There is something about colourful matatus plying the 125 Route. They are loud, way too loud, but most importantly, they are fast.

When you live in Rongai, getting stuck in traffic is a constant worry. So you will stand at Railways bus stop until you spot one of those colourful matatus, then pray to Dear Father that there will be a vacant seat. How do you know there is one? You listen for the tout’s chants. If the chants are absent, dear friend, you are screwed, the bad kind of screwed. But should you hear “Ronga wire! Ronga wire!” smile a little, but not for too long. Lest a mob makes it to the matatu before you do.

On this particular afternoon, 4.00pm found me standing at Railways waiting for a matatu, I knew it was coming. I could spot a vibrant purple in the parking lot that was Haile Selasie Avenue, so I stood with my water bottle tightly clutched, pressure exerted on my toes; ready for flight. I was going to board that matatu; nothing was going to stop me.

After a few minutes traffic lights changed, the parking lot shifted, the purple hall started, jumped then stopped next to me. Luck hasn’t always been mine, but today she was, for that minute anyway. Before the tout was done screeching “watatu wa haraka” I was in the matatu, chest first followed by a forehead that screened the matatu in half a second and decided to skip two seats next to funny looking dudes with thirsty looking hair. I positioned myself next to this female that was definitely not going to ask for my number… followed by inquiries about my not so smart a phone.

Before I can settle into my seat, the matatu lurches forward, tires squeal, the tout waves to the traffic cop and we are on our way to Rongai. These colourful matatus do not waste time. Neither should I. I take out Andre Dubus’ A House of Sand and Fog, find my bookmark and start feeding my eyes. But they complain. It is too bright. The sun is on its way to Ngong Hills and the window in the Purple hall opens right under it. Sunglasses are called for. Sunglasses are taken out. A head is shifted in attempts to zip the hand bag without disturbing she that sits next to me.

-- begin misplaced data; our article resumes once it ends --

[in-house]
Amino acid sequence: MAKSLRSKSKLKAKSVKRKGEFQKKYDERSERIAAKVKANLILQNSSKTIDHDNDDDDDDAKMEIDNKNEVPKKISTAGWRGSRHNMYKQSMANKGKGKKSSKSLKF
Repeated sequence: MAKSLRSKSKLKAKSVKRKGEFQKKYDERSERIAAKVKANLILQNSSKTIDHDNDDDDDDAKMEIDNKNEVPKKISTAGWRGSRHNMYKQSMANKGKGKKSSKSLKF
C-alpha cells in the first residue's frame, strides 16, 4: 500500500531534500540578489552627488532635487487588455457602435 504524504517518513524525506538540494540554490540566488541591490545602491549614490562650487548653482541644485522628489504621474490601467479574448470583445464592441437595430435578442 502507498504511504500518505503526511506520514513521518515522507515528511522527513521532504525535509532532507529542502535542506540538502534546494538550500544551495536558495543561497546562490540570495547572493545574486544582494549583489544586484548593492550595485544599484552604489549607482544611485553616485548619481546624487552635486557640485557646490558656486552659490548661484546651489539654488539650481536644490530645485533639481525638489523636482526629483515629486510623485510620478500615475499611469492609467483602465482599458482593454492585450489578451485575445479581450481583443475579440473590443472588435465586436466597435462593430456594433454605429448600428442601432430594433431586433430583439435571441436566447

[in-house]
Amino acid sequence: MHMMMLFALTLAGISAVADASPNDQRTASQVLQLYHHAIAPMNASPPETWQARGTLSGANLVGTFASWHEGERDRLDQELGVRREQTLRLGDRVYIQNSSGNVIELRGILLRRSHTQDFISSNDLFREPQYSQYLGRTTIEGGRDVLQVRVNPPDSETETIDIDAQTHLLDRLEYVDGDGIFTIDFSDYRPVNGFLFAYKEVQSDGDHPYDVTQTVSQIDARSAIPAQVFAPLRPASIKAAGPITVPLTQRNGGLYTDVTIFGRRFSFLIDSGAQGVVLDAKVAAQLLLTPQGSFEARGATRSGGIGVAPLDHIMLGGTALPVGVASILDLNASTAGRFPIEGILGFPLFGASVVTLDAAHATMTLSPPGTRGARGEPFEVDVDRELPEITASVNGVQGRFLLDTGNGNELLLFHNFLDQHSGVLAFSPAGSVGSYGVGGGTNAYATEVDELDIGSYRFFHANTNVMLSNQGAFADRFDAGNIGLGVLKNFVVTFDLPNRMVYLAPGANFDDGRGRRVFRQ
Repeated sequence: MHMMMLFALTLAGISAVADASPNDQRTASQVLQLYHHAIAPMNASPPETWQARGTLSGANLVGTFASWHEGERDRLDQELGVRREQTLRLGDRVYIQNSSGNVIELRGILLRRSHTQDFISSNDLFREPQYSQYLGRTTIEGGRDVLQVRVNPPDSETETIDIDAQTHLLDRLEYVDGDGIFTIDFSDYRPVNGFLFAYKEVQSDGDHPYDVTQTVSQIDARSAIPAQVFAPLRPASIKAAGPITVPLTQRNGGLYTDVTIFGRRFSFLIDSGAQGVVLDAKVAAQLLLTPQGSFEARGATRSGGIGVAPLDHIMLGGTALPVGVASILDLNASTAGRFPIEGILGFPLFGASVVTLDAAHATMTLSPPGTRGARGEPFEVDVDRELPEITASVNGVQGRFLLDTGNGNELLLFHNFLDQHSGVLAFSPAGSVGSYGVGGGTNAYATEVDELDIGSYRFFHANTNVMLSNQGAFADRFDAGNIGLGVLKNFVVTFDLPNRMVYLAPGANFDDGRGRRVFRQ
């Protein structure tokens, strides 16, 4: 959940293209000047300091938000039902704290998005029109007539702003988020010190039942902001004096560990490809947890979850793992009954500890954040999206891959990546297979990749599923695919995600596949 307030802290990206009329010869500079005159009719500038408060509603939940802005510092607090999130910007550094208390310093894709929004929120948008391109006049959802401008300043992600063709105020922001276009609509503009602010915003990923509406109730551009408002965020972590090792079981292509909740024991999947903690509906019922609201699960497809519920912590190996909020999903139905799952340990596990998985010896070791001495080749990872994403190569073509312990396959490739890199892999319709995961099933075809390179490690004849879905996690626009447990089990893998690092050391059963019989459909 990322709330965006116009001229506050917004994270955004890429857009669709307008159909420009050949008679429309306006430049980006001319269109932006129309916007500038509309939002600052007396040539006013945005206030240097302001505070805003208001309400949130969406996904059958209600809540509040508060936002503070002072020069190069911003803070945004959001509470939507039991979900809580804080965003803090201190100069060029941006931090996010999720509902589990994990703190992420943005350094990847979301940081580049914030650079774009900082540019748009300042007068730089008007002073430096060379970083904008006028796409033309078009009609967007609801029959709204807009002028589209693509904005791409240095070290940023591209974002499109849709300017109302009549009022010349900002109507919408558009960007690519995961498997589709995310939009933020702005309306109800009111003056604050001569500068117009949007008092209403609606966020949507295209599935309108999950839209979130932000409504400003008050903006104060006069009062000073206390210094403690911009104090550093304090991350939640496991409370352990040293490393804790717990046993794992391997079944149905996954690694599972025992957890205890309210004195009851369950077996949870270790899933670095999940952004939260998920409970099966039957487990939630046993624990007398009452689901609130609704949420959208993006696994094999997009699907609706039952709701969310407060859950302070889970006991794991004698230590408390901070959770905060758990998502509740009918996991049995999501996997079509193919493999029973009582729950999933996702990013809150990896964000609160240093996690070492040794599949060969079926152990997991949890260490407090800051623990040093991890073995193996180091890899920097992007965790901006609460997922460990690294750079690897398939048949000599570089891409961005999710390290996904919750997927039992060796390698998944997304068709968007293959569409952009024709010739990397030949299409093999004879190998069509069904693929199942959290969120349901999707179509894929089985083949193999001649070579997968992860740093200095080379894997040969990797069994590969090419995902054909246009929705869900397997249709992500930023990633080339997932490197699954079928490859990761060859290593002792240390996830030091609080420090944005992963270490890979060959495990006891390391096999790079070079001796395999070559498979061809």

It is then that I notice her.

Her head leans on the glass pane, slightly thrusted forward; wisps of her hair caress her cheeks without moving her. She stares. Into what? I have no idea. You see, the matatu is moving way too fast for her eyes to be fixated on one particular scene, I am convinced that the eye in her mind has conjured a scene, not too beautiful a scene, and refused to let it go. The girl seated next to me holds her face like a fist, staunchly and refuses to let go. Her eyes glimmer, more than anyone’s should. The heat from the afternoon sun doesn’t bother her, yet my sweat glands are busy producing a dam. She sits there with her fist of a face, and stares.

During my days at The Mary Leakey Girls School, someone kept insisting that staring is bad manners, so I quickly throw on my sunglasses and go back to my book before she catches me taking her in. but I cannot concentrate. So I look at her, through the sides of my sunglasses. I watch the anguish in her eyes, the one her face denies and my curiosity is piqued. Do I talk to her? Do I ask her what the time is and distract her from her sorrows? Or do I just sit here and take the sight of her in and use it in a blog post some day? I am torn, really.

 

Before I can make up my mind; her wall breaks. She unclenches the fist of a face and a tear pours. Slowly, like it knows it will be the first of many and will quickly be forgotten in the wake of others. The girl lets it flow until it gets to that point of the cheek where the jaw chisels. Then slowly, as if someone filmed her actions then played them in slow motion, the girl lifts her hand, exposes her naked nails and wipes at her cheek, face still leaning on the glass pane, eyes still looking inside her mind.

I want to offer her some tissue… or just stupid gossip… I want to pretend that if I talk to her, if I feign concern; she will be OK. That she will think of me as a friend that she will speak of her pain, a break up maybe? And I will help her demonize whoever it was that caused it. But I am caught up in my own skin and fighting to mind my own business.

I go back to pretending to read Andre Dubus and let her tears flow without my intrusion until we get to Tuskys Rongai and the purple hall makes a U-Turn, followed by noises of amateur touts screeching “Tao Chwani! Tao Chwani!” Only then does she break her solitude, turn to me and say “aki hii homa”.

I smile at her, a small smile that says we shall pretend it is a cold that caused those tears and the lost eyed look, and then I lift my almost empty water bottle, tilt it towards her a little and say. “Lemon helps.” As if life hasn’t given her enough lemons.

‘When Misery Needs Company’ was first published here, by Aziz Mola.

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